As Event 1 of the 2010 World Series of Poker Europe was coming to a close with Phil Laak as its champion, Event 2 was underway at the Casino at the Empire in London’s Leicester Square. It was a £5,000 + £250 pot-limit Omaha tournament, and players were slow to arrive as tournament director Jack Effel announced the start of the action on September 16. But the high buy-in and players’ love of PLO was sure to bring the numbers up. And the rules of this tournament were a bit different from most, as players were only given 3K in starting chips but three extra buy-in chips worth 4K each, any of which could be cashed in as desired before the end of Level 4.
When all of the players were seated and the numbers were tallied, there were 120 players in the field, which made for an even £600,000 prize pool. Only the top 18 players were to be paid from those funds, though, and the winner was set to take home £159,514. Some of the players to leave in the first half of the day included Tom Dwan, Scott Montgomery, Nikolay Evdakov, Shannon Shorr, Annette Obrestad, Fabrice Soulier, James Akenhead, David Ulliott, and Theo Jorgensen. The day eventually ended after eight levels of play with 49 players left, and it was Sam Stein atop the leaderboard with 112,600 chips, followed by Karl Mahrenholz with 91K. The rest of the top five was rounded out by Jeff Madsen, Scott Fischman, and Michel Abecassis.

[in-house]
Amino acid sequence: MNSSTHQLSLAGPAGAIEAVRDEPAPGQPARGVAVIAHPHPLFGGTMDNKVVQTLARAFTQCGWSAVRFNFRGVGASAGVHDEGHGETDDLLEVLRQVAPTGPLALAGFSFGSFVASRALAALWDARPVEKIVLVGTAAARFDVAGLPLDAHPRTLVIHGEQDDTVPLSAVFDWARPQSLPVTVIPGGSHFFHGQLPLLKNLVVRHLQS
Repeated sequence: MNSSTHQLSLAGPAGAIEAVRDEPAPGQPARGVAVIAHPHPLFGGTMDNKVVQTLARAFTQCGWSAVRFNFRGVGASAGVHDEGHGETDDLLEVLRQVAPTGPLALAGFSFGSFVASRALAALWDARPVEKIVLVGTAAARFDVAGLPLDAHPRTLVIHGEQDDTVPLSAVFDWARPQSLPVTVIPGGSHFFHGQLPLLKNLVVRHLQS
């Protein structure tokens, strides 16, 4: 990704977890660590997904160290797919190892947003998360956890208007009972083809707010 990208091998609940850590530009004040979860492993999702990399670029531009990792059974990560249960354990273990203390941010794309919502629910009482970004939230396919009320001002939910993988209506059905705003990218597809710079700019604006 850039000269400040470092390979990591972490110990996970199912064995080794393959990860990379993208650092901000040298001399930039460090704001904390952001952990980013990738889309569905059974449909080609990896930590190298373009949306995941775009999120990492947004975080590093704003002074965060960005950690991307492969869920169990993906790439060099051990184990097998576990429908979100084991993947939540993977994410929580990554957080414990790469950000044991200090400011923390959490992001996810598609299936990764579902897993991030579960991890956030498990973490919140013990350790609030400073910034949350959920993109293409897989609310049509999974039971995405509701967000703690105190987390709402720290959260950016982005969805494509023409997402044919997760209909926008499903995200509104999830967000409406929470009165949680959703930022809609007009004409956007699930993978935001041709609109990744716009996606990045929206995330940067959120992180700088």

Day 2 started slowly with its 49 players, and eventually names like Yuval Bronshtein, Vitaly Lunkin, Hoyt Corkins, Frank Kassela, Roberto Romanello, Ross Boatman, and Phil Laak hit the rail. At the dinner break, there were still 25 players left, all of whom returned to play for quite some time before the money bubble neared. Hand-for-hand lasted for approximately an hour before a break in the action, at which time the blinds were frozen. From that point, it took more than three hours to burst that bubble, and it didn’t happen until John Kabbaj finally got all of his chips in preflop with against the of John Racener. The dealer gave them a board of , and Racener made a flush to eliminate Kabbaj in 19th place. Yasuhiro Waki was the first player to cash in the tournament, taking home £8,514 for 18th place, and Justin Smith followed in 17th place. Ultimately, the very long night came to a close with 15 players remaining, and Racener was at the top of the list with 276K chips. Karl Mahrenholz was in second with 211K, and Willie Tann, Felipe Ramos, and Jeffrey Lisandro finished the top five list.